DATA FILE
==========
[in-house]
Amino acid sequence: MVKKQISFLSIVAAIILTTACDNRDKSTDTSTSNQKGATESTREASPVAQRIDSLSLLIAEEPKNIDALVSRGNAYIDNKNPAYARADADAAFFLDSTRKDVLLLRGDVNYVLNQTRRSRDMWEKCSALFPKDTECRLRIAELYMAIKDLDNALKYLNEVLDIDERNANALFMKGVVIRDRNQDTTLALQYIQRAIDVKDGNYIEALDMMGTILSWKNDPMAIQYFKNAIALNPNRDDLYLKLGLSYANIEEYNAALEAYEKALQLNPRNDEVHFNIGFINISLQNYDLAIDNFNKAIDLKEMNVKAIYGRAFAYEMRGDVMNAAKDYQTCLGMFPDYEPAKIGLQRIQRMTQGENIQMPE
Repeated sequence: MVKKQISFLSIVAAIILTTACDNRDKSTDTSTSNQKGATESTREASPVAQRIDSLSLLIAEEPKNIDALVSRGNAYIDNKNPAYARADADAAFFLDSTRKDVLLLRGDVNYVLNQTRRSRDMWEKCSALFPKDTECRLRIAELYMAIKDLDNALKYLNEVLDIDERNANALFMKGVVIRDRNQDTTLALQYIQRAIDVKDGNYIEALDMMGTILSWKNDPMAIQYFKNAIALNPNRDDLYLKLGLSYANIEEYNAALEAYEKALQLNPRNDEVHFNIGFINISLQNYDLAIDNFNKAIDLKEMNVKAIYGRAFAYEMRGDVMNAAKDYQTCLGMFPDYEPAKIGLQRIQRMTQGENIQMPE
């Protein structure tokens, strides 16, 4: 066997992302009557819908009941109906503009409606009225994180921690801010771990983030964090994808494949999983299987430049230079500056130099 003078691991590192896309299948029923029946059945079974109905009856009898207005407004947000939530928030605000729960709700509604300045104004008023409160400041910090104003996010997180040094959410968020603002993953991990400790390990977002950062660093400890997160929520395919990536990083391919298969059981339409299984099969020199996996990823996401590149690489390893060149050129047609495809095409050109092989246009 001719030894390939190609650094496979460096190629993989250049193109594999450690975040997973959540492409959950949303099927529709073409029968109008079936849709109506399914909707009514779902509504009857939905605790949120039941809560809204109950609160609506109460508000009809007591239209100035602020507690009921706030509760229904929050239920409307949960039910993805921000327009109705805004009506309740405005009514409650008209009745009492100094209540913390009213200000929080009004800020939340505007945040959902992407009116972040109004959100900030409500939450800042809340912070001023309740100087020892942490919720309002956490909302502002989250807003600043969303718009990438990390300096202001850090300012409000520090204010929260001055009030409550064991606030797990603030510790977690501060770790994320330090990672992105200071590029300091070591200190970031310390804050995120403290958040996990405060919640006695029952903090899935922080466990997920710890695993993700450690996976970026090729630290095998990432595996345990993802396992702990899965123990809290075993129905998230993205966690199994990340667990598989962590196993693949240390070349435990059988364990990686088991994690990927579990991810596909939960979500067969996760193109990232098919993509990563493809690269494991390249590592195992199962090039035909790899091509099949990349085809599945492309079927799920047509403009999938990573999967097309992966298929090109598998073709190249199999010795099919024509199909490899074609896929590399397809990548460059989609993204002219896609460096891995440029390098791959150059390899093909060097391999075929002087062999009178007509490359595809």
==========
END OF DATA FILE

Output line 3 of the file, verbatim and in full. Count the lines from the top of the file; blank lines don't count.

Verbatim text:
Repeated sequence: MVKKQISFLSIVAAIILTTACDNRDKSTDTSTSNQKGATESTREASPVAQRIDSLSLLIAEEPKNIDALVSRGNAYIDNKNPAYARADADAAFFLDSTRKDVLLLRGDVNYVLNQTRRSRDMWEKCSALFPKDTECRLRIAELYMAIKDLDNALKYLNEVLDIDERNANALFMKGVVIRDRNQDTTLALQYIQRAIDVKDGNYIEALDMMGTILSWKNDPMAIQYFKNAIALNPNRDDLYLKLGLSYANIEEYNAALEAYEKALQLNPRNDEVHFNIGFINISLQNYDLAIDNFNKAIDLKEMNVKAIYGRAFAYEMRGDVMNAAKDYQTCLGMFPDYEPAKIGLQRIQRMTQGENIQMPE